Dowry law is not for personal vendetta: Court
A Delhi court has expressed concern over the misuse of dowry laws as a tool to take revenge while refusing a plea of a woman who wanted action against her husband and in-laws for alleged harassment.
The court also noted that women victims having matrimonial discord generally roped in the whole family as accused just to settle personal scores even though there is no evidence against them. Additional Sessions Judge Kamini Lau dismissed an appeal against an order acquitting Delhi resident Sanjay Kumar and three members of his family on a dowry harassment complaint filed by his wife in 1999 on the ground that her allegations did not find any independent corroboration.
“I may further observe that Section 498A IPC (husband or relative subjecting a woman to cruelty) in the recent years has become consummate embodiment of gross human rights violation, extortion and corruption and even the apex court of our country had acknowledged this abuse and termed it legal terrorism.
The provisions of Section 498 A IPC are not a law to take revenge, seek recovery of dowry or to force a divorce, but a penal provision to punish the wrong doers,” judge Lau said.
He also said the courts should not be exploited to work for personal vendetta.
“Courts cannot be a party to any kind of exploitative situation and it is necessary for every complainant to remember that it is only an honest complaint which succeeds in law where contents are supported by facts on the ground and persons, who are not connected with the harassment, should never be arrayed as accused. “The platform of the courts cannot be permitted to be used to wreak personal vendetta or unleash harassment and the tendency of the complainants to come out with inflated and exaggerated allegations by roping in each and every relation of the husband is required to be deprecated,” the court said.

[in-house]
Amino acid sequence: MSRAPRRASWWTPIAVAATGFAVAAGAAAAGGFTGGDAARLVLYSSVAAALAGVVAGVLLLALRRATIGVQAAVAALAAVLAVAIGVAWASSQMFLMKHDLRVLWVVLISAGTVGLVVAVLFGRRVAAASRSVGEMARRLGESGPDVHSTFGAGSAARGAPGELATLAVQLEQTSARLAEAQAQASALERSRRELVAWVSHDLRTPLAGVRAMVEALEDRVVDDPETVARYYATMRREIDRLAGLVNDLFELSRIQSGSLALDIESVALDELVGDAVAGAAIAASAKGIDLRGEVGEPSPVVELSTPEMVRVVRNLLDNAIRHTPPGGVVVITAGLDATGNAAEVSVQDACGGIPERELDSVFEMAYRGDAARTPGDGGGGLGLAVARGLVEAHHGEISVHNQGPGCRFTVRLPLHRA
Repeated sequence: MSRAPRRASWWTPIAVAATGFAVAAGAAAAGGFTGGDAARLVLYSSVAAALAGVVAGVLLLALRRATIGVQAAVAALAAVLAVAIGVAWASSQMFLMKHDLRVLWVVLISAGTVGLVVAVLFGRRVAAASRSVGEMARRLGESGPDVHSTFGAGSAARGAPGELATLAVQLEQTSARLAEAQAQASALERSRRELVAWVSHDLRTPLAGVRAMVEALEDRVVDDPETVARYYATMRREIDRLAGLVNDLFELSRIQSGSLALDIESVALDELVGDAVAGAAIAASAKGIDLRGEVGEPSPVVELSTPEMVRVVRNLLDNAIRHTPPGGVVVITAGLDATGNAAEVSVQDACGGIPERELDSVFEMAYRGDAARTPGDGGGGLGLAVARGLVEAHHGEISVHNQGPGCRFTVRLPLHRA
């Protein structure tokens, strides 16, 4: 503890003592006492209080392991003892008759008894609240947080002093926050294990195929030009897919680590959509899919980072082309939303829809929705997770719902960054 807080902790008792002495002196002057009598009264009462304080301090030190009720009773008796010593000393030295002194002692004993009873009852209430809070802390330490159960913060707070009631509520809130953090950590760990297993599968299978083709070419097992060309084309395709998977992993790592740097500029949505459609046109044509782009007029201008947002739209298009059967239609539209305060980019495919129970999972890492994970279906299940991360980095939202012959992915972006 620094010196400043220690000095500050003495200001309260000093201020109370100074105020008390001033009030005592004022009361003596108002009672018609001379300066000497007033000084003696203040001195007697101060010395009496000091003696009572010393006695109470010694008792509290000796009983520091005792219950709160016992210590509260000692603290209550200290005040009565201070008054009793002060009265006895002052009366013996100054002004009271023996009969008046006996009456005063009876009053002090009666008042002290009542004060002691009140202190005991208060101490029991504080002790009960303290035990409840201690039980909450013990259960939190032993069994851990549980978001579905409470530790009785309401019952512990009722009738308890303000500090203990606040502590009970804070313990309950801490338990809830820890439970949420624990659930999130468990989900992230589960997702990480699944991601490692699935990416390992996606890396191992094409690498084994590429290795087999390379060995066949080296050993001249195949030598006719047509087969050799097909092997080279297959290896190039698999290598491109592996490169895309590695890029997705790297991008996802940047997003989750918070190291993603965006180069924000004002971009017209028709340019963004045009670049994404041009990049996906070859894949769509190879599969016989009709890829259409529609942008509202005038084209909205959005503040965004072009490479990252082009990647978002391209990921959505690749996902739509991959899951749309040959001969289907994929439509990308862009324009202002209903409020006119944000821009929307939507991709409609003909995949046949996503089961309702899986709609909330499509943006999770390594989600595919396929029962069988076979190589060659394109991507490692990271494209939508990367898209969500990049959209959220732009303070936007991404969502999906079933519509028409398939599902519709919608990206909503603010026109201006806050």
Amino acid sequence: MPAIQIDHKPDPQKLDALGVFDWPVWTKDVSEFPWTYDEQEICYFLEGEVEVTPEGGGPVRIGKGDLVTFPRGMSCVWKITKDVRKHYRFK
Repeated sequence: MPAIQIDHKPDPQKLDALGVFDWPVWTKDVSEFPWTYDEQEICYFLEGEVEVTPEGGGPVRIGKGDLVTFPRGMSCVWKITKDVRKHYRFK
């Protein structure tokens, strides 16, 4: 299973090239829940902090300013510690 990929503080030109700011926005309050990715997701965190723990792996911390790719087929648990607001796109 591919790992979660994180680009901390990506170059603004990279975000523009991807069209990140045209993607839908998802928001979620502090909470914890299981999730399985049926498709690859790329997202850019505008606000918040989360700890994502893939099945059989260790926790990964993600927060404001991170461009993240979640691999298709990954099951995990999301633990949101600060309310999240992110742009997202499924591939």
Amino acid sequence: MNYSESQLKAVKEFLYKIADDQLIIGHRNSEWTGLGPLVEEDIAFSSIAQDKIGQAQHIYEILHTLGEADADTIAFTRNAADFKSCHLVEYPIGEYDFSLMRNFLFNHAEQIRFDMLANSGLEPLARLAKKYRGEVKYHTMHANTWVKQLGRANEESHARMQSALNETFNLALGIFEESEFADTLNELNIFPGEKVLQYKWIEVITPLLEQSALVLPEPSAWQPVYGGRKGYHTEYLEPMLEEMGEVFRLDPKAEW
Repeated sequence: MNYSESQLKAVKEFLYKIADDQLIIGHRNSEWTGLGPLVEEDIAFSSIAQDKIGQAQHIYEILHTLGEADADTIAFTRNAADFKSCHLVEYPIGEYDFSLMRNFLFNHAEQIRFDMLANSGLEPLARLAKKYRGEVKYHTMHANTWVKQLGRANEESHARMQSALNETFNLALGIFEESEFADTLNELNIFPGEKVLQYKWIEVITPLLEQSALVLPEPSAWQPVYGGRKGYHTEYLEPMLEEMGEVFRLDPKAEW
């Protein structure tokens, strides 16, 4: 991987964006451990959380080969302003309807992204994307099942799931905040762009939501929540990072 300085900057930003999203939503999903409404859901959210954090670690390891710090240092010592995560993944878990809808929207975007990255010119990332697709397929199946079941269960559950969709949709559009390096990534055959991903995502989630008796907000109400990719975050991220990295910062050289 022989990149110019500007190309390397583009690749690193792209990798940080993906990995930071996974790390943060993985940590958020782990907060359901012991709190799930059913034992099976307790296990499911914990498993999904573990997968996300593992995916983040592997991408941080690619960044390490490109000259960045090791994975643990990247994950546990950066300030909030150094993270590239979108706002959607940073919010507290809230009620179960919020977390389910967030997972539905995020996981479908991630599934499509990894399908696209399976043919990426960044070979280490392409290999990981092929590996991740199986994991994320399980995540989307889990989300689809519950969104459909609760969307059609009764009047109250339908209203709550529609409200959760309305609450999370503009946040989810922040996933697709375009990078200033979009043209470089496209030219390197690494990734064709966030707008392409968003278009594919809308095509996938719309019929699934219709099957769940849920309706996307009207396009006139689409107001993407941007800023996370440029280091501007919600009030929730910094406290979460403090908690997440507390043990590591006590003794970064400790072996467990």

Refusing to interfere with an order acquitting Kumar’s family members, the court said even the father and brother of victim Veena did not support her allegations given in an FIR with Jehangirpuri police station in north Delhi.
A metropolitan magistrate in April this year absolved all the accused in the case finding saying no substance in her charges.
In the verdict, the court also gave a piece of advice to Veena, quoting poet Sahir Ludhiyanvi, that she should dissociate herself from sour relations rather than being revengeful. “Not all relationships are successful. In fact, most relationships which appear to succeed are only based upon compromises.
Let go the past which is painful since attaching yourself to it will only give pain and miseries and help none,” the court added